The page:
I have grieved the senseless loss of life at too many different locations: the 911 Memorial at Ground Zero, the Gettysburg battlefield, the Vietnam Veterans Memorial, the Holocaust Museum in Jerusalem, lost Palestinian villages in Galilee, the American Cemetery in Normandy, to name a few. Since the Oklahoma City bombing and the shooting in Columbine, Americans have struggled to find ways to honor those lost in countless acts of terrorism across our nation. There comes a day when the crosses, the votive candles and the bouquets of flowers have to be removed and the lives of the mourners are expected to grind forward into a new normal. But things are never the same. The fact that a backfiring motorcycle in Times Square sent throngs of people running for their lives yesterday evening speaks volumes of the fear that is never too far beneath our national surface. We have become the blacklisted destination at the top of the travel advisories because we claim too many murdered victims to remember.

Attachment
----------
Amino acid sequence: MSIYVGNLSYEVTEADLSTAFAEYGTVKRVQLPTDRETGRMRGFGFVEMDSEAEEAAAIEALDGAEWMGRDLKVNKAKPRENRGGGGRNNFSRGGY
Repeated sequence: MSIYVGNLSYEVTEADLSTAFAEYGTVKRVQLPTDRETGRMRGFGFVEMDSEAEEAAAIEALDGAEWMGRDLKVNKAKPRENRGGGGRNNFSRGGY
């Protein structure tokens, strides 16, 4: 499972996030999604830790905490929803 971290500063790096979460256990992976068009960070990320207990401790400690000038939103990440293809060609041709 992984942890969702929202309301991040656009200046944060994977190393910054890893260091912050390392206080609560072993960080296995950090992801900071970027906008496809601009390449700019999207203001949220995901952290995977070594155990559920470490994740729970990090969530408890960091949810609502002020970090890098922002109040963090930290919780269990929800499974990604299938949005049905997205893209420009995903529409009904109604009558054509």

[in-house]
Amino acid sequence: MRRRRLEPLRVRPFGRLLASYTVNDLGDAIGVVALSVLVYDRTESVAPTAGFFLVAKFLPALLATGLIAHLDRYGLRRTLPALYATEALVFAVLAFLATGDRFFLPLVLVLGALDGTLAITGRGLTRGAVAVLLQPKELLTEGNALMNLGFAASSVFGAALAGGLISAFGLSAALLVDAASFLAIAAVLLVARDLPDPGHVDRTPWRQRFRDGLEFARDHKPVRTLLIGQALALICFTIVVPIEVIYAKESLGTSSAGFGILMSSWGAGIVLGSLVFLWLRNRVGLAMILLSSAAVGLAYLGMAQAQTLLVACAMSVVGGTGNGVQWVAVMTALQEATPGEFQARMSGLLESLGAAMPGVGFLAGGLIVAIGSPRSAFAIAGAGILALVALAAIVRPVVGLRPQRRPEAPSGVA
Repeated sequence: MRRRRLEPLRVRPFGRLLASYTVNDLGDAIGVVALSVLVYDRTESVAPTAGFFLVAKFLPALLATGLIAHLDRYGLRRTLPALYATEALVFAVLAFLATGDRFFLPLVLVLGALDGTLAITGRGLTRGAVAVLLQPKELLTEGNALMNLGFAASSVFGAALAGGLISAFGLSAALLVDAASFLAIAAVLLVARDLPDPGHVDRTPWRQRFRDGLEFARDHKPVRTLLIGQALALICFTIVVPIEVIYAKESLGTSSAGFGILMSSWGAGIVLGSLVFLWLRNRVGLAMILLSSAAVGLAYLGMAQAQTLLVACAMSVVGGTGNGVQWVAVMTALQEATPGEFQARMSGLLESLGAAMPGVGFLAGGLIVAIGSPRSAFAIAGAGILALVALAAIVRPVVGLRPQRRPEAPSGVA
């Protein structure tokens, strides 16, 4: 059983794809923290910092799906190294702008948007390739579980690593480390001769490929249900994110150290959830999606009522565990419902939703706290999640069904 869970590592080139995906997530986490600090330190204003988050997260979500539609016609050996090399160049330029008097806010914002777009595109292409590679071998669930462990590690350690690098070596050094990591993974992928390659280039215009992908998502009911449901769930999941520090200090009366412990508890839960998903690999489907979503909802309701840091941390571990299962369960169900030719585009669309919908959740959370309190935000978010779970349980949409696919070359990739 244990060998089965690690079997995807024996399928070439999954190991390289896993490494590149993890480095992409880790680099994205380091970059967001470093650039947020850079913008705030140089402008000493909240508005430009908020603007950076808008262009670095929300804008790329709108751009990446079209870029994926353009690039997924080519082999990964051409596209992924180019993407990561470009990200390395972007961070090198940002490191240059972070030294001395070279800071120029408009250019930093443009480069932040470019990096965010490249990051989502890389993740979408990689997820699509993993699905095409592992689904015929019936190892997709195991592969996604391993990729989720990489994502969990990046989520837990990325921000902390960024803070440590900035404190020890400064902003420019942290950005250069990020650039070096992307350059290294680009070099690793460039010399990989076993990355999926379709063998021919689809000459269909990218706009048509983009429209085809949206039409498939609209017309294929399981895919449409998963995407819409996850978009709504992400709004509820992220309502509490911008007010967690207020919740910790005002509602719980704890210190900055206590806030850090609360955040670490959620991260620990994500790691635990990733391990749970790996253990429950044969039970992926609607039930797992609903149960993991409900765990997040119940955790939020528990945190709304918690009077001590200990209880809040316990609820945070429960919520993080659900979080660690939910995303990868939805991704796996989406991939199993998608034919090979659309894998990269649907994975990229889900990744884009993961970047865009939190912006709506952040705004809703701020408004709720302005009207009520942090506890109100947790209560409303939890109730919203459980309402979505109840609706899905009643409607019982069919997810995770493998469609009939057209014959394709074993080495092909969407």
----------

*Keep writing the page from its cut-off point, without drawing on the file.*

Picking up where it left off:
In the wake of each senseless crime we learn of heroes. We meet folks who are taking the unthinkable worst situation and inviting a response of compassion. 11-year old Ruben Martinez of El Paso told his mom he didn’t want to go in stores any more. How could they be safe. His mother told him they couldn’t live in fear and asked him what might be a helpful way to respond to the devastating loss. The result is the El Paso Challenge that he hopes will help his Texas community heal. He is passing out fliers and holding up a sign inviting folks to do 22 good deeds to help others in honor of the lives lost in the El Paso Walmart. The examples he gives are simple and reflect the options an 11-year old might be able to choose: mow someone’s lawn, bring someone flowers, hold the door for others, leave a dollar on the vending machine for the next person. People are following his lead and choosing goodness over evil. It’s the beginning to a long journey but I fear we will move on soon to another crisis even as El Paso and Dayton residents are left grappling with their devastating loss.